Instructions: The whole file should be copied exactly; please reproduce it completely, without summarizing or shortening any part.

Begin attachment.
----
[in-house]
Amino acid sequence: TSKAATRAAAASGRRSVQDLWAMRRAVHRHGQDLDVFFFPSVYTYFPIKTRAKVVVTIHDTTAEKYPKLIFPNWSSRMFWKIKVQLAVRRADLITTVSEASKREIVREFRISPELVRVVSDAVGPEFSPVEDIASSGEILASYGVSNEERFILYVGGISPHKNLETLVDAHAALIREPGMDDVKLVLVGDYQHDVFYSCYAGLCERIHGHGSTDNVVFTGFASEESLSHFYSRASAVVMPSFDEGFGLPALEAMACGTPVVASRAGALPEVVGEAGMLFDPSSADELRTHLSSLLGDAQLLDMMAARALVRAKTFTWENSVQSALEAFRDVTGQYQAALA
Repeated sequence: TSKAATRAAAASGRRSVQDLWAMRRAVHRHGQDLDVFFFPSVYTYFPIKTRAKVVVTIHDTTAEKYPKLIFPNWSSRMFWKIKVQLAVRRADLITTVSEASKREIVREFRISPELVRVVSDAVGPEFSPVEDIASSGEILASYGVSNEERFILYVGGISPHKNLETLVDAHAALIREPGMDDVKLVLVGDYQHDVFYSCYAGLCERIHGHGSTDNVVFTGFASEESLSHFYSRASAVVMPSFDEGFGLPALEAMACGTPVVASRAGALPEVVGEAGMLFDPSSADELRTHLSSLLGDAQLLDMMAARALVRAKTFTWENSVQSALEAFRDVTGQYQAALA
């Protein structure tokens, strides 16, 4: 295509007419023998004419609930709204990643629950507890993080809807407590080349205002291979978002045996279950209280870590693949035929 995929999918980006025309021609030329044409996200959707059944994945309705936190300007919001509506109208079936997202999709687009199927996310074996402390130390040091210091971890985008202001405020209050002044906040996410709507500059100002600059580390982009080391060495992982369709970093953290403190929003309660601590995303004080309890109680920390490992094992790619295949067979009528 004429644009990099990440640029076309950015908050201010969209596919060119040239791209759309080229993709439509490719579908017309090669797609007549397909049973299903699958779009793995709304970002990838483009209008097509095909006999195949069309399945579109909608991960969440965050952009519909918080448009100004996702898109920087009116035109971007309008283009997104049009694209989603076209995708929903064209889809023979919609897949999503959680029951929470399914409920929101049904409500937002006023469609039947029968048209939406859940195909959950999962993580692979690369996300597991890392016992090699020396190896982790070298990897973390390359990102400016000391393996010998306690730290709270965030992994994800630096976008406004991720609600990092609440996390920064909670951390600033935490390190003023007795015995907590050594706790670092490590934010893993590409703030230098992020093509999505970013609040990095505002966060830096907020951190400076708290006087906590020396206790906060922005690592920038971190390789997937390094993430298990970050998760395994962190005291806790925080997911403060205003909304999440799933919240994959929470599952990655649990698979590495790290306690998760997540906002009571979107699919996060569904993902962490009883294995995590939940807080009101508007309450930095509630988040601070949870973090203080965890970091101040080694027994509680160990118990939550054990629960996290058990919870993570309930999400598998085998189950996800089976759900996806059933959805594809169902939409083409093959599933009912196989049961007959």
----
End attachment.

[in-house]
Amino acid sequence: TSKAATRAAAASGRRSVQDLWAMRRAVHRHGQDLDVFFFPSVYTYFPIKTRAKVVVTIHDTTAEKYPKLIFPNWSSRMFWKIKVQLAVRRADLITTVSEASKREIVREFRISPELVRVVSDAVGPEFSPVEDIASSGEILASYGVSNEERFILYVGGISPHKNLETLVDAHAALIREPGMDDVKLVLVGDYQHDVFYSCYAGLCERIHGHGSTDNVVFTGFASEESLSHFYSRASAVVMPSFDEGFGLPALEAMACGTPVVASRAGALPEVVGEAGMLFDPSSADELRTHLSSLLGDAQLLDMMAARALVRAKTFTWENSVQSALEAFRDVTGQYQAALA
Repeated sequence: TSKAATRAAAASGRRSVQDLWAMRRAVHRHGQDLDVFFFPSVYTYFPIKTRAKVVVTIHDTTAEKYPKLIFPNWSSRMFWKIKVQLAVRRADLITTVSEASKREIVREFRISPELVRVVSDAVGPEFSPVEDIASSGEILASYGVSNEERFILYVGGISPHKNLETLVDAHAALIREPGMDDVKLVLVGDYQHDVFYSCYAGLCERIHGHGSTDNVVFTGFASEESLSHFYSRASAVVMPSFDEGFGLPALEAMACGTPVVASRAGALPEVVGEAGMLFDPSSADELRTHLSSLLGDAQLLDMMAARALVRAKTFTWENSVQSALEAFRDVTGQYQAALA
């Protein structure tokens, strides 16, 4: 295509007419023998004419609930709204990643629950507890993080809807407590080349205002291979978002045996279950209280870590693949035929 995929999918980006025309021609030329044409996200959707059944994945309705936190300007919001509506109208079936997202999709687009199927996310074996402390130390040091210091971890985008202001405020209050002044906040996410709507500059100002600059580390982009080391060495992982369709970093953290403190929003309660601590995303004080309890109680920390490992094992790619295949067979009528 004429644009990099990440640029076309950015908050201010969209596919060119040239791209759309080229993709439509490719579908017309090669797609007549397909049973299903699958779009793995709304970002990838483009209008097509095909006999195949069309399945579109909608991960969440965050952009519909918080448009100004996702898109920087009116035109971007309008283009997104049009694209989603076209995708929903064209889809023979919609897949999503959680029951929470399914409920929101049904409500937002006023469609039947029968048209939406859940195909959950999962993580692979690369996300597991890392016992090699020396190896982790070298990897973390390359990102400016000391393996010998306690730290709270965030992994994800630096976008406004991720609600990092609440996390920064909670951390600033935490390190003023007795015995907590050594706790670092490590934010893993590409703030230098992020093509999505970013609040990095505002966060830096907020951190400076708290006087906590020396206790906060922005690592920038971190390789997937390094993430298990970050998760395994962190005291806790925080997911403060205003909304999440799933919240994959929470599952990655649990698979590495790290306690998760997540906002009571979107699919996060569904993902962490009883294995995590939940807080009101508007309450930095509630988040601070949870973090203080965890970091101040080694027994509680160990118990939550054990629960996290058990919870993570309930999400598998085998189950996800089976759900996806059933959805594809169902939409083409093959599933009912196989049961007959």